BERKELEY -- Like the materials he has studied for nearly 60 years at the University of California Pavement Research Center at Berkeley, the center's recently retired director, professor Carl Monismith, was built to last.
Leading a tour of the facilities -- an expectedly gritty series of labs lined with machines resembling industrial ovens, turkey-roast-sized pans filled with asphalt in various stages of disintegration, and endless rows of cylindrical or bar-shaped test samples -- the 85-year old researcher speaks with the unbridled enthusiasm of a recent college grad.
"I've been working with pavement since 1952 -- forgive me if I get carried away," he begins, before launching into the department's history.
After World War II, California's highway system was in bad shape. The university's engineering program was assigned to physically test pavement materials. The goal was to develop properties that enabled people to design, maintain and rebuild roads resistant to rutting and fatigue. California's Department of Transportation was the primary partner, and, eventually, Caltrans and federal agencies jumped on the wagon.
"We hit the big-time in 1989 with the National Strategic Highway Research Program and a $9.5 million project to develop tests of asphalt," Monismith recalls. "Then in 1994, Caltrans wanted to develop an accelerated pavement test program. We bought two heavy vehicle simulators. Today, each one would cost $2.7 million. We got two for
By running real wheels (ceaselessly) across samples, the center has unearthed the secrets buried in soil, granular materials, cement and lime stabilizers, polymers, asphalt and concrete.
"Pavements don't fail catastrophically, they decay over time," Monismith instructs. He shows off the center's Simple Sheer Tester, repeatedly loading an asphalt widget -- and a Hamburg Wheel Tracking Tester that immerses samples underwater and produces pitted, deformed or near-perfect results.
Ironically, the solution to reducing decay and hydroplaning, the white-knuckle skid caused by excess moisture on the road, is not eliminating water but allowing it. The application of a thin, porous layer over denser layers allows water to percolate through and either recharge the ground water below or run off to the sides.
"Plus, skid resistance doesn't drop as quickly as it does on denser pavements," Monismith adds, "and you get rid of that film of water that settles in ruts."
Beyond fixing potholes, the bane of drivers' existence, Monismith points to current research aimed at reducing the environmental impact of roads. A sustainable mindset permeates the center; fueled by ongoing interest in conserving and recycling road materials, improving fuel economy and reducing road noise.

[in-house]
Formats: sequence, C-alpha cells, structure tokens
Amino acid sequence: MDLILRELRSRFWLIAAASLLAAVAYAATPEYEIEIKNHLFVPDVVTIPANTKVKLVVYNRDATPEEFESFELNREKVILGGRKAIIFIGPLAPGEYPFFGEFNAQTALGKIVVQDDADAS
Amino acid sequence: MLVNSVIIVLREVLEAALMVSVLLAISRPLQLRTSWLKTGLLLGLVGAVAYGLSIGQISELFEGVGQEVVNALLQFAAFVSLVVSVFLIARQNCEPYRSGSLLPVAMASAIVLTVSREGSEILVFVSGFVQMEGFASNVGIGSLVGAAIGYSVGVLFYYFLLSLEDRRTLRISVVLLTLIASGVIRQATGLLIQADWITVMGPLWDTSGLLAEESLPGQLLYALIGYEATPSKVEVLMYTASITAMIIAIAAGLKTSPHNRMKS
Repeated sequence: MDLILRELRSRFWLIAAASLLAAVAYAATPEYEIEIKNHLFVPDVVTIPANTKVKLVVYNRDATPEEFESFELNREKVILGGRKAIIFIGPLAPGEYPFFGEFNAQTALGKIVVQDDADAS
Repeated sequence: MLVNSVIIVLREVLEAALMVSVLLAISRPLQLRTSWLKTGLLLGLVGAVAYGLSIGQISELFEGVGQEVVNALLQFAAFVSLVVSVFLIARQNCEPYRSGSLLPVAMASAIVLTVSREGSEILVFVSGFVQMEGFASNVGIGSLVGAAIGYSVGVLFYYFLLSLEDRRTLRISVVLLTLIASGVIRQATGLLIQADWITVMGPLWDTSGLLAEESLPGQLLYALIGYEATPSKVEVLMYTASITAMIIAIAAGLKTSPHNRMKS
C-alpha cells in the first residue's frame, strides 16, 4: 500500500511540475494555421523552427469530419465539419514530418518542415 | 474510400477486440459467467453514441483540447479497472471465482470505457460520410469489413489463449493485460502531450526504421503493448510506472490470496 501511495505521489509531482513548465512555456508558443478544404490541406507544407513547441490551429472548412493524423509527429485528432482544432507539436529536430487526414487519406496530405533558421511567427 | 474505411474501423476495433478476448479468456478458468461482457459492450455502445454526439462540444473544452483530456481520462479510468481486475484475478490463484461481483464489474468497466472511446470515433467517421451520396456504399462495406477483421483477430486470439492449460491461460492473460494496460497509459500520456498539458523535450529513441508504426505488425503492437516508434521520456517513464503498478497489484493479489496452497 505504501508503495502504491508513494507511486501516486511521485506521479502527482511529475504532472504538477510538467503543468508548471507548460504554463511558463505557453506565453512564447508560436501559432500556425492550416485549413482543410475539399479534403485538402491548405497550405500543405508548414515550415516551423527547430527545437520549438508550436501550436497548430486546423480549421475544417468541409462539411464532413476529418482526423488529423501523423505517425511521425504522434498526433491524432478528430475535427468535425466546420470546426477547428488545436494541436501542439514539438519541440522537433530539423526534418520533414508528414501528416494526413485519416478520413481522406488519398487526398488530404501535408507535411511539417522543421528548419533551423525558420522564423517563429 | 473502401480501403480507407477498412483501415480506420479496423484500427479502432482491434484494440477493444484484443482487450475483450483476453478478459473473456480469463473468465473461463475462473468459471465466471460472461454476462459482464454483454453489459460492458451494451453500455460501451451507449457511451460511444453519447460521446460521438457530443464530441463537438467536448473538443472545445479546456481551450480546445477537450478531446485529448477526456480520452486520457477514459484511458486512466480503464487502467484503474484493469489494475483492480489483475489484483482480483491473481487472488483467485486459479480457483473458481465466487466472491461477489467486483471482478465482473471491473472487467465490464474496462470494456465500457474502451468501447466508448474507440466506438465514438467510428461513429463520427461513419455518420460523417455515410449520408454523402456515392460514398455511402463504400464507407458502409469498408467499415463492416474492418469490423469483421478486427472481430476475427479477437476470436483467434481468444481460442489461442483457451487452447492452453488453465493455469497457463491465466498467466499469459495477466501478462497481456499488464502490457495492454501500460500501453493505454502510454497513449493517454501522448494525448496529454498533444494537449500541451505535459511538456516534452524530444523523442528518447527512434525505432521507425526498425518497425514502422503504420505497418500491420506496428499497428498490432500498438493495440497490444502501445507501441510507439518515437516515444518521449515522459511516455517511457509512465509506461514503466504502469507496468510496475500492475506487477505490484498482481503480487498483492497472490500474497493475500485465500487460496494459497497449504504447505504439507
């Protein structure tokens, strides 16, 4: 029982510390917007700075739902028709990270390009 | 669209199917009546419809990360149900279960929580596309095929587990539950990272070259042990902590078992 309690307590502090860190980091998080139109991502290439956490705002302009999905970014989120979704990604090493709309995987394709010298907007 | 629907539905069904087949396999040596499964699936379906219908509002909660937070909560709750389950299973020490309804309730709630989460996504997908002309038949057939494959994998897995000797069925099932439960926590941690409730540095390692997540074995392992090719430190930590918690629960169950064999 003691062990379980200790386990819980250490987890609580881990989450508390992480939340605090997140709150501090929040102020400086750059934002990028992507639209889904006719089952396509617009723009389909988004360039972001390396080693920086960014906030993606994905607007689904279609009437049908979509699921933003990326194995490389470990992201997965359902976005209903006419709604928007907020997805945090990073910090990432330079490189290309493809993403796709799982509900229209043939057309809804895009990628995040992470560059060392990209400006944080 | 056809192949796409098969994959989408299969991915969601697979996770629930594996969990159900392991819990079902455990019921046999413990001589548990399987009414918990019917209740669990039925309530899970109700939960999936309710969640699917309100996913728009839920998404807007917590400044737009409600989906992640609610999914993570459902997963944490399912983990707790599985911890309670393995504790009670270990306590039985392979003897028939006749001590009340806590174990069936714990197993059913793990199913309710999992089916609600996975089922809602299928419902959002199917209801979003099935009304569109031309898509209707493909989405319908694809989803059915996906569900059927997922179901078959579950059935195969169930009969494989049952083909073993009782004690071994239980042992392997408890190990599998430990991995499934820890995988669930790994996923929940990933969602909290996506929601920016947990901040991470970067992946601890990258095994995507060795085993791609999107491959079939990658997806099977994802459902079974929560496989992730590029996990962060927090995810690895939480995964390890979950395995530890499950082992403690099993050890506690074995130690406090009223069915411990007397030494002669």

Doctoral candidate Ting Wang at the center's Davis location reports preliminary study results showing that "for highway sections with high-traffic volumes, the energy and GHG (greenhouse gas) savings due to reduced rolling resistance can be significantly larger than (savings) from material production and construction, with the extent of the benefit dependent on constructed smoothness."
In simple terms, smoother roads lead to lower fuel consumption. The numbers make it clear: comparing a good pavement with an International Road Index of 70, to a bumpy road rated at 170, reveals a 4 percent fuel increase.
"Over the years, pavement design has not had a revolution, but an evolution," Monismith says, attributing the advances to computer capability and economics.
"We were developing materials to last only 10 to 20 years: now we're designing for 40 to 50 years. When (liquid) asphalt was 20 dollars a ton, adding an expensive polymer was unheard of. Today, (liquid) asphalt sells for $300 a ton or more, so adding an expensive polymer is no big deal."
Although regarded as experts in materials development, Monismith and his UCPRC colleagues emphasize that application is equally important.
"When rehabilitating freeways, our concern is more with using materials properly and making them so you don't have to use as much. The I-5 project in Southern California has a recycled-asphalt mix. It's ground up and (combined) with new softening materials to get a durable material," he says.
John Harvey, the center's Davis location director, spoke in an NPR report of next-generation pavements that allow air -- the major source of freeway "whooshing" noise -- to escape into the pavement, reducing the need for expensive sound walls. His research efforts are receiving considerable attention, especially in the "concrete versus asphalt" battle, which he and Monismith depict as missing the point.
'"We need to have pavement analysis systems that predict the design to make roads last longer and suit the intended use," Monismith says, summing up his life's work and the aspirations of his colleagues.
For information about the center's research, including investigations into longitudinal tining (grooving) and other matters beyond the scope of this article, visit www.ucprc.ucdavis.edu.